Leadership is many things, including leading, training and developing employees, purchasing, and more. How is success measured? What is success? Is success measured by personal wealth or the wealth of people within an organization? In my opinion, success is measured by completion of the specified strategy. Did each member of the team do their best to fulfill their designated part, and express their talents? What if each member of the team did their best, followed assigned tasks by the leader, and yet still failed? I have learned that this is a successful failure. A successful failure is when a team did their best to complete that project or objective, did all the right things, and yet the result wasn’t what was intended. They learned from that failure and will apply those lessons in the future. Education is a lifelong journey, so a team that failed can pick up the pieces, learn from their mistakes, and gives it another shot, is ultimately a success.

Success is also measured by not only meeting marks with numbers but by emotions. Do the team members find satisfaction in the results, and do they find satisfaction in the leader? Success is defined many ways by many cultures and societies, but there is one universal norm: Community. Does the success of a business or project ripple out and make an impact on the lives of the community? Your family? Your neighbors? This term may be too broad for some, but it is universally the norm.

Community is the center of our lives and our businesses. Everything we do as individuals affects every person around us, either directly or indirectly. Decisions made at the corporate level trickle down and affect the lives of each worker. The same goes for smaller groups, such as a 12 person corporate team or even teams at the small business down the street. I have learned that if I am to be an executive leading an organization one day, I must be just as involved as the front desk representative, or the brand manager. All levels of a company that I would run would see me every day, working the floor. Managers “lead” from behind a desk, leaders make a call to action, walk the floor to observe operations, and pitch in to show solidarity. We are all connected in big and small ways. A 21st-century leader must know this, and be there for her or his team 24/7 if prosperity and vitality are to be achieved. A teacher told me one time, “Those who run the world, always show up.” This is so true. A leader must take a stand, not sit behind a desk and hope success falls into place.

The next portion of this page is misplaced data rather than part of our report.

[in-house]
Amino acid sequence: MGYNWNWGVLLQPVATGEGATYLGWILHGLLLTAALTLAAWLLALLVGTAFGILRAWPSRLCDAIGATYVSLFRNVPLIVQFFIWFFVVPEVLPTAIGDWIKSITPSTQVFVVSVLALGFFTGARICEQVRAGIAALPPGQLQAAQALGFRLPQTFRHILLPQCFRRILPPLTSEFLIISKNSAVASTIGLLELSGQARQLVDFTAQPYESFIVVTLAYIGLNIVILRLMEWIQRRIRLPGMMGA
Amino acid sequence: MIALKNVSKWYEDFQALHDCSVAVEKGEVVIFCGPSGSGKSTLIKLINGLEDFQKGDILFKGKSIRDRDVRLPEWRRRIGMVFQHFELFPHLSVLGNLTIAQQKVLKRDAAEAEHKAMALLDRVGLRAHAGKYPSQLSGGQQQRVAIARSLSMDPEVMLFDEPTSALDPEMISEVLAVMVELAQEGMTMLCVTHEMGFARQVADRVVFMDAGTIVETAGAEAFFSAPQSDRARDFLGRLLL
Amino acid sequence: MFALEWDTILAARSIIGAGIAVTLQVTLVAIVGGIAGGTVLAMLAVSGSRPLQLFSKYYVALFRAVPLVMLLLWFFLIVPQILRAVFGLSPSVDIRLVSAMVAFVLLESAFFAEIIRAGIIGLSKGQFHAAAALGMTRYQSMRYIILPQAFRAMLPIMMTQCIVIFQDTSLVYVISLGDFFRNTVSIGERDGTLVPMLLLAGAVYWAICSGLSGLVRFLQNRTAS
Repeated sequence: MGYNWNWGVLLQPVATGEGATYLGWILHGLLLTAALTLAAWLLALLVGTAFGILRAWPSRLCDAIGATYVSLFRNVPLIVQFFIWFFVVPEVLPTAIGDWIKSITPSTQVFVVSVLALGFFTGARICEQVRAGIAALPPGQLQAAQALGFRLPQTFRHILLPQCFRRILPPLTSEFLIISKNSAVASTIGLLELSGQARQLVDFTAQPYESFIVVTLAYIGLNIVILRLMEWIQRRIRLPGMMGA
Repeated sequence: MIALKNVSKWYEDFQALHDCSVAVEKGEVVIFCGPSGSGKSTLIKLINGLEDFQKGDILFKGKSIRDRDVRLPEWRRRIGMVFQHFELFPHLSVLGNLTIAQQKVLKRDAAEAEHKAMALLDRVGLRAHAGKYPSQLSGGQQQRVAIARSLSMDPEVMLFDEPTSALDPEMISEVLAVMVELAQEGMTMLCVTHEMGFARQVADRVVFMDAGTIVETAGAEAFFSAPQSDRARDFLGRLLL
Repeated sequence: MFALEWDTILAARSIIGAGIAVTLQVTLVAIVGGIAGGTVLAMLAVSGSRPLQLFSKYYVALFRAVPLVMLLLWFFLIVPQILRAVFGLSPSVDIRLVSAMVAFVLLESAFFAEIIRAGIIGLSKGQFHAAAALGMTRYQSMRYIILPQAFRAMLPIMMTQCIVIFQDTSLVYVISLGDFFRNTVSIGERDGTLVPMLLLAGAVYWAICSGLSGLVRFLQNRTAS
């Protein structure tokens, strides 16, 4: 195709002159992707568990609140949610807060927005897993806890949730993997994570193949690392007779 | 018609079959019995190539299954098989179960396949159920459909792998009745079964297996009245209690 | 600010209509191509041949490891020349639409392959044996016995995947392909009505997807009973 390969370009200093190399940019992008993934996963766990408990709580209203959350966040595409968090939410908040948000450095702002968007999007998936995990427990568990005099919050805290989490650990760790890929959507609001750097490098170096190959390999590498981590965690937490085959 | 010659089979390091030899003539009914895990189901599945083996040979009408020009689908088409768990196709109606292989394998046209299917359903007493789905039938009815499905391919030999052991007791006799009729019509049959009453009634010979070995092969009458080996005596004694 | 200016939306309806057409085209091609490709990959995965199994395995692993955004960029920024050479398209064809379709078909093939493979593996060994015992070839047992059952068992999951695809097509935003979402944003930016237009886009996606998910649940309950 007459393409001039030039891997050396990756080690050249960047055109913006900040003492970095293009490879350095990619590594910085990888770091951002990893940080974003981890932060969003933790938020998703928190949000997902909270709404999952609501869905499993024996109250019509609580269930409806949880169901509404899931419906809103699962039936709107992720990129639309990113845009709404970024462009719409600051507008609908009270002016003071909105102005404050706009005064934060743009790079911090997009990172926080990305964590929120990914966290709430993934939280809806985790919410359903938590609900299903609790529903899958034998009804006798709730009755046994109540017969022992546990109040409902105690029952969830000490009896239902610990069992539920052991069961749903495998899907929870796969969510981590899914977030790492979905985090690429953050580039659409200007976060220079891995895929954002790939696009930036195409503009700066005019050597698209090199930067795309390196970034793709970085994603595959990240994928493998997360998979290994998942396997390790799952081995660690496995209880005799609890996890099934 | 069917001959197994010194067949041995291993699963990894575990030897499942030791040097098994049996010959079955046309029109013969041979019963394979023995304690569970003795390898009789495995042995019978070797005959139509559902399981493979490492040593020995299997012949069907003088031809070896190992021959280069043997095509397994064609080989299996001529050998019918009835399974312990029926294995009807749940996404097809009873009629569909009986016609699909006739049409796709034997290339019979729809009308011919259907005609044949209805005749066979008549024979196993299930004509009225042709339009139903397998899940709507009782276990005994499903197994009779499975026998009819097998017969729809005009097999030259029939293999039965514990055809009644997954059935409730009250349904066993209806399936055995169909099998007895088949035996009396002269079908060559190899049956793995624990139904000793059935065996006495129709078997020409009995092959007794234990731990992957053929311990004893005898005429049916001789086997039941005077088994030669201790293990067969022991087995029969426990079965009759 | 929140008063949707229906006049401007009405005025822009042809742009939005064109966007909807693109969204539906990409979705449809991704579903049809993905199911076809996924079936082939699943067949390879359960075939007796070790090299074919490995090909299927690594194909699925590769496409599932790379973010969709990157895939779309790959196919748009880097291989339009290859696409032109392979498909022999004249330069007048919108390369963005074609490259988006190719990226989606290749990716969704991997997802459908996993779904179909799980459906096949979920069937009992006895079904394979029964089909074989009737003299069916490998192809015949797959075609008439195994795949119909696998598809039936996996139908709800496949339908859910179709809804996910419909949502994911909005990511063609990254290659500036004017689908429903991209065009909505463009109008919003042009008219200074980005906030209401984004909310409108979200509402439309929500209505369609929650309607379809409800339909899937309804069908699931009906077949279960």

Citations
http://www.ams.usda.gov/AMSv1.0/, USDA standards for Poultry, and Fresh Vegetables.
http://www.rochestercheese.com/ , Rochester Cheese Company, amounts and measures
Patt Patterson, “Single Source of Supply: Does it really work?” Nation’s restaurant news, July 19th 1993 p. 109
Aaron Prather, “Inventory Management— The principles of effective implementation”, retrieved 12/14/2013 from ezinarticles.com
http://www.retrieversetc.com/Anderson.htm, Anderson Produce Co. Inc, facts and figures on portion size and weight.
http://www.ams.usda.gov/AMSv1.0/freshvegforprocessingstandards, Standard for vegetables
Kreitner, Robert. Foundations of Management: Basics and Best Practices. Boston: Houghton Mifflin, 2005. Print.

Mentors Open Doors to the Future, For Others and Themselves

Thank you for the positive response about my recent Mentor post, Mentors Make a Difference! Now it’s time to pay it forward. 

I’ve been thinking a lot about mentorship and realizing that we all are mentors.  We may mentor in different ways, but we all model behavior, skills, and values — that’s mentorship!  For many individuals, the act of mentoring goes still further.  And the really great thing is that mentors gain more than they give.  I’ll get to my ideas on that in a moment, but first, let me give you the Hospitality Alumni Mentorship Application.

DCTC alumni are needed to bring education full-circle.  Hospitality and Event Management certificate or degree graduates are doing amazing things in business worldwide.  Pass it on! Graduates, here’s the application you are requesting.

DCTC Hospitality & Event Mentor Program Application

Graduates here is just a partial list of what’s in it for you, besides the obvious “feel good — give back to the community” feeling you get.Develop your own careerhands_circle_team_19002 (1)

  • Get a great addition to your resume
  • Attain increased visibility within the professional community and your workplace
  • Grow your network
  • Add to your collaboration and communication “toolbox”

More mentor initiative information is available hereConnect with me on LinkedIn at any time.

Change in Today’s NEW Marketplace: Evolution or Revolution?

Ask Ray Kroc, founder of the fast food chain, McDonalds, about success.

If you love what you’re doing and you always put the customer first . . . success will be yours.

Ray Kroc

At last count, McDonalds had almost 37,000 locations worldwide so there must be something to this “customer first” thing. Since Kroc’s organization began in 1955, the marketplace has changed. During those six + decades, business has evolved. While many changes influenced the evolution, many have joined Kroc on the list of change leaders. Technology and globalization are among the many factors that fed the evolution. And, each of the leaders that led that evolution share this legacy. They were . . .

Aware of opportunities

Applied sound business practice

Faced challenges

Effected change